Many in our churches today are honestly terrified and just “holding on ‘til Jesus comes and raptures us out of here.” There are also those who see no need to concern themselves with what’s going on in the world because after all, “ Wont be long and we’ll be outa here boy!” I don’t think that’s the message Jesus gave to the church in Smyrna, nor is it the message given to us who read the book of Revelation today. They weren’t going to be spared. They were going to suffer. But the promise is that even in death, they would live because He himself is life. He was the One who died, but lives. The believers in Smyrna were not promised rescue from their present circumstances, but they were promised that forfeiture of their present lives in no way signified the end.
Listen church of the 21st century. We live in a real world, with real issues. We can’t stick our heads in a hole in the ground and pretend everything’s alright. Our relationship with Jesus will by definition cause us to be directly involved in world events. Our faith may indeed demand the ultimate price. However, even if being faithful to Jesus ends up costing us our homes, our comforts or even our very lives; there is the promise of eternal life in God’s very presence. Brothers and sisters, this life is not all there is and we need to live and serve with that in mind. We American Christians spend so much time worrying about our precious rights, what we deserve, and how we’re going to fight and take it all back for Jesus. Funny thing is Jesus tells those in Smyrna, “Some of you won’t make it through this, but be faithful, because even in death you will live.” There is no exhortation to buy weapons or protest the unfair treatment they were suffering. No, Jesus comforts and strengthens them by reminding them that though they should die, they will live eternally, unharmed by the second death.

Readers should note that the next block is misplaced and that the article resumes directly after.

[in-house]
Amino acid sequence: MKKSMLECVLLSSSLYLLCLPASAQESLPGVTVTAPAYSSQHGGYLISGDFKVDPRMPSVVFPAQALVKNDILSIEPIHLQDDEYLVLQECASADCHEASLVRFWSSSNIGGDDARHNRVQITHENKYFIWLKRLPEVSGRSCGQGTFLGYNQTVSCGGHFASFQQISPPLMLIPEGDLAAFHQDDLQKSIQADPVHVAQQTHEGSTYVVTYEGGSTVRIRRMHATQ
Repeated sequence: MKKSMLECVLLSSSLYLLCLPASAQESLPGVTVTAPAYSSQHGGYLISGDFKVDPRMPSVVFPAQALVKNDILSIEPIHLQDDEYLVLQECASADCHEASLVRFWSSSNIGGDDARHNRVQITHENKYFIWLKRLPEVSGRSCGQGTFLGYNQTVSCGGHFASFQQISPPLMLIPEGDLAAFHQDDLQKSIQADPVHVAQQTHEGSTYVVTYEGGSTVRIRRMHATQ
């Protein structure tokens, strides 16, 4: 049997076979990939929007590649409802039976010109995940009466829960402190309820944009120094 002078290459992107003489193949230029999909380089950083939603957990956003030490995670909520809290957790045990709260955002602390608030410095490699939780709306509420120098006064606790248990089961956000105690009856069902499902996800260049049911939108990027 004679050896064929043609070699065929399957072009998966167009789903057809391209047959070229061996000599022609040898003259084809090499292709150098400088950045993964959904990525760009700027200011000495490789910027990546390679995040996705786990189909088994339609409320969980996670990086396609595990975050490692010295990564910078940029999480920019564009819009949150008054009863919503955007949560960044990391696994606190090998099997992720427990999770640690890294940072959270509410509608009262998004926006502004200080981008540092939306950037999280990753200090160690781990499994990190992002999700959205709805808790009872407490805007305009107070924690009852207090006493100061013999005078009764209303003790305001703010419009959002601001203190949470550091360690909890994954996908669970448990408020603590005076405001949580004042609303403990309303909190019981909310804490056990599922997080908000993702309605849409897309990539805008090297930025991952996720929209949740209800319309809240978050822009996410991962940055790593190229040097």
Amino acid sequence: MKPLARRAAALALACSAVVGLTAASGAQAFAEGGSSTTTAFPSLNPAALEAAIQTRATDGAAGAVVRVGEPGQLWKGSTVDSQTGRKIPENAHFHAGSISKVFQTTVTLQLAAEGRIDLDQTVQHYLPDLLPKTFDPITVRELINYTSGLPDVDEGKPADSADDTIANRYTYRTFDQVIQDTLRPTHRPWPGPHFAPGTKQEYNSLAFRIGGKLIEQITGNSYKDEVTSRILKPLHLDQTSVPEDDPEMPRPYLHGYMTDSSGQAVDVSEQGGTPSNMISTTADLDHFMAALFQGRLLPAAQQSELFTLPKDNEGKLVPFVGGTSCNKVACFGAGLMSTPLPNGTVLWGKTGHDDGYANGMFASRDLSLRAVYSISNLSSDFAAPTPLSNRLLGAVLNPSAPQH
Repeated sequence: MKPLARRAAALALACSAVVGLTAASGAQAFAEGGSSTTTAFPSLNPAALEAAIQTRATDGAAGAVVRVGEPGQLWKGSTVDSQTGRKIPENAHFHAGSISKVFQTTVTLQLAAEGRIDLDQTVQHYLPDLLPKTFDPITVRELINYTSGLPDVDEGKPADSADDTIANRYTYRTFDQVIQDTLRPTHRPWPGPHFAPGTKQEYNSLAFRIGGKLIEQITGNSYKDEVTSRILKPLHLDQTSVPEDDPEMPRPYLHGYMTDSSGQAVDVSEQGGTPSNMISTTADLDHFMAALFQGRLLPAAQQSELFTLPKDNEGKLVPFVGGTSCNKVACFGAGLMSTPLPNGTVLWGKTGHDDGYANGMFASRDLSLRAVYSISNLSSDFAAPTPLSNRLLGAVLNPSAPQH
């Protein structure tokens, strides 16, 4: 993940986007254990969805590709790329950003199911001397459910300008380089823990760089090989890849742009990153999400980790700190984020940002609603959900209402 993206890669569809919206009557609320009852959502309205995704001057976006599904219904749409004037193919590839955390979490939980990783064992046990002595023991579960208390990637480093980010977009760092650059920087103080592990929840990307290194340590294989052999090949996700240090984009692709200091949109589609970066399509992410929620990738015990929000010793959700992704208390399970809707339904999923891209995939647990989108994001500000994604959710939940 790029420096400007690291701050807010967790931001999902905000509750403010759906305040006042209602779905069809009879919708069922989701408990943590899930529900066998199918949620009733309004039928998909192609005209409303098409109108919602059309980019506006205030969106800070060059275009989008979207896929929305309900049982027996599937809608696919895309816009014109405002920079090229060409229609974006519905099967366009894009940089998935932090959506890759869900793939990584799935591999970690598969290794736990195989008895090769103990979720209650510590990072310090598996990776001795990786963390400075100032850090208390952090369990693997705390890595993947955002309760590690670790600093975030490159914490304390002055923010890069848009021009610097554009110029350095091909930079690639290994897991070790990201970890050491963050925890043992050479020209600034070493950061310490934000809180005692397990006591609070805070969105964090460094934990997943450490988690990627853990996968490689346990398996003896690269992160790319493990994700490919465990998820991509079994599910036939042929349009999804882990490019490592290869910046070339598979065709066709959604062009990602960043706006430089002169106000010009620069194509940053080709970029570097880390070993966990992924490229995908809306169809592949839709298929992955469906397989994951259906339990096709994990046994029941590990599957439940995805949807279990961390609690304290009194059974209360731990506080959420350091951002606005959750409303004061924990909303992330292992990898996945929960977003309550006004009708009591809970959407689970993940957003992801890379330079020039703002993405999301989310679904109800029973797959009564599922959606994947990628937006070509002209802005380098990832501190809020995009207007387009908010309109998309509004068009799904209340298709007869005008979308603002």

Ever heard of Polycarp? (No, it’s not some kind of weird fish.) He was an early Christian Father who actually sat under the teachings of the Apostle John and served as Bishop in Smyrna. He paid for his faith with his life. It is said that although his martyrdom occurred on the Jewish Sabbath, their hatred for him was so great that they broke Sabbath law and were among the first to gather sticks for the fire with which he was to be burned. He was given a chance to deny Christ and save himself. But Polycarp responded with: “Eighty and six years have I served Christ, and he has never done me wrong. How can I deny the King who saved me? I do not fear the fire that burns for a season and after a while is quenched. Come, why do you delay? Come do your will.” And then he prayed, “I thank thee that thou hast graciously thought me worthy of this day and of this hour that I might receive a portion in the number of the martyrs, in the cup of thy Christ.”
There are so many of our brothers and sisters being killed every day simply because they are Christians. We’ve all heard of what is going on in Egypt, and that’s just what’s in the news right now. Such suffering and persecution may indeed come our way as well. I pray that you will be comforted by the words of our Lord spoken to his church in Smyrna: “Stop being afraid. Be faithful in your suffering and I will give you the crown of life. You have no need to fear the second death. I am the first and the last, the one who died and lives!”
One thought on “Smyrna: The Second Death”
Indeed, focus matters. Nicely put ~